Engineers have started work to replace an underground 70-year-old gas main that helps heat thousands of homes in Stoke-on-Trent, after it started to show signs of its age.
Installed just after the Second World War, partly alongside what was then an operational Milton railway station, the 12-inch diameter pipe has required urgent repairs four times in the last year.
This has led to traffic issues in the local area around Maunders Road and Newford Crescent, as the pipe is under the road surface.
Now Cadent, which manages Staffordshire’s underground gas network, has decided it’s time to decommission and replace it, to end the ‘on-off’ roadworks.
Teams moved in yesterday, with traffic management in place one more time.
Working in collaboration with Stoke Council, unrelated work by the local authority that was due to happen soon at the same location will also happen now, avoiding further disruption.
“We manage thousands of miles of pipes, unseen beneath roads, with the vast majority working fine and without issues,” explained Mark Edwards, Head of Customer Operations, Cadent.
“Sometimes though, and usually with our older pipes, we find ourselves carrying out repairs more frequently than we’d like, with the frustrating disruption that causes.
“Here in Maunders Road and Newford Crescent, we’ve decided the best option to resolve this issue is to decommission the pipe and replace it.
“There should be no interruption to gas supply while we do this, but there will be short-term disruption to traffic.
“We need to do this now, before demand for gas ramps up quickly as the colder months begin.
“We hope people understand this is essential work and that by replacing the ageing pipe with a new plastic one, it solves the issue once-and-for-all, as well as ensuring safe and reliable gas supply.”
The work is expected to take a number of weeks, with a combination of lane closures and traffic lights keeping vehicles flowing around the work area.
Important: if at any time you smell gas during the work, do not assume it is related. It may not be and needs to be checked. Call the national gas emergency service immediately, day or night, on 0800 111 999. All calls are recorded and may be monitored.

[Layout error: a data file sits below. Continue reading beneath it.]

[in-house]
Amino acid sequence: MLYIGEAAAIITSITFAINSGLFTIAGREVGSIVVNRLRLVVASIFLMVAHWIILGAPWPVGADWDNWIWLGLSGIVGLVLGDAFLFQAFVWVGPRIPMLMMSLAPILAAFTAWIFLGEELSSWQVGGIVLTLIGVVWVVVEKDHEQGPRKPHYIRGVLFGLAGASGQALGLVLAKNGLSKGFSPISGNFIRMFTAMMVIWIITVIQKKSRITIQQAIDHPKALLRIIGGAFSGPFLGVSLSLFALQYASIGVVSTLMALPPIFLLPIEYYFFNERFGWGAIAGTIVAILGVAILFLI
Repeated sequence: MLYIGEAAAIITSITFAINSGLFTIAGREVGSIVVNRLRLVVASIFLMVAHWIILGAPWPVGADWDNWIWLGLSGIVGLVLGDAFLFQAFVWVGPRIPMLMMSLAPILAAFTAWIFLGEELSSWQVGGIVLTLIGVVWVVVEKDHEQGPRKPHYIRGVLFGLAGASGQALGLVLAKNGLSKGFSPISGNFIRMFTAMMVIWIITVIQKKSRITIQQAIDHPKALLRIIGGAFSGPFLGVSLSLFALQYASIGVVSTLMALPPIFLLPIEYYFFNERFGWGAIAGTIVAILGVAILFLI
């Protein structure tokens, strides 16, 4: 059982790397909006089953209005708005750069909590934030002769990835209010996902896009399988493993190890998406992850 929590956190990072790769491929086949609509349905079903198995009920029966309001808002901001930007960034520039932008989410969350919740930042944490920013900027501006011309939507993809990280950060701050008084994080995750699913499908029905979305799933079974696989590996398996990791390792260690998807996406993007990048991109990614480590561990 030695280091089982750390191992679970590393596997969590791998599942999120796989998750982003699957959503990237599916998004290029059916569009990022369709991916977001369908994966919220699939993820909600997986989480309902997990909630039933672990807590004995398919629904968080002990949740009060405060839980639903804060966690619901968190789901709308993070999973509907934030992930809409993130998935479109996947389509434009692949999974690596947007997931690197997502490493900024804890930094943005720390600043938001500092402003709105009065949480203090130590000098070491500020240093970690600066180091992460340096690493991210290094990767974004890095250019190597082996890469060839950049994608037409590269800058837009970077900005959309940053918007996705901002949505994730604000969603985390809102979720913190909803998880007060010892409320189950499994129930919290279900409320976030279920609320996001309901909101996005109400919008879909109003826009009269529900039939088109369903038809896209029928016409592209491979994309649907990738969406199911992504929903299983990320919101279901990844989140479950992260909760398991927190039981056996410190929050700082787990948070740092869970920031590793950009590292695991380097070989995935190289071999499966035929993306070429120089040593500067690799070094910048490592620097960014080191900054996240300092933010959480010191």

Cadent in the West Midlands
Cadent operates four of the UK’s eight gas distribution networks: North West, West Midlands, Eastern and North London. Its West Midlands network covers a wide area from North Staffordshire to Herefordshire, reaching the M1 in the East and the Welsh borders on the West.
Hundreds of engineers and support teams ensure 24/7, year-round management of an underground piped gas distribution network which, if placed end to end, stretches to more than 15,000 miles. That’s almost 4.5 times the distance from Stoke to New York.
Cadent also provides the region’s gas emergency service, with operatives ready to respond quickly, day and night, to reported gas escapes or carbon monoxide incidents, or to support the blue-light emergency services dealing with incidents where gas is present (e.g. house fires).
Staffordshire is playing a huge role in helping to switch the gas grid away from fossil fuels, with Cadent, Keele University and other partners recently completing a UK-first trial of blending hydrogen into the existing gas pipe network. Using hydrogen in this blended way is a key step to converting the UK-wide system – essential to achieving net zero carbon emissions.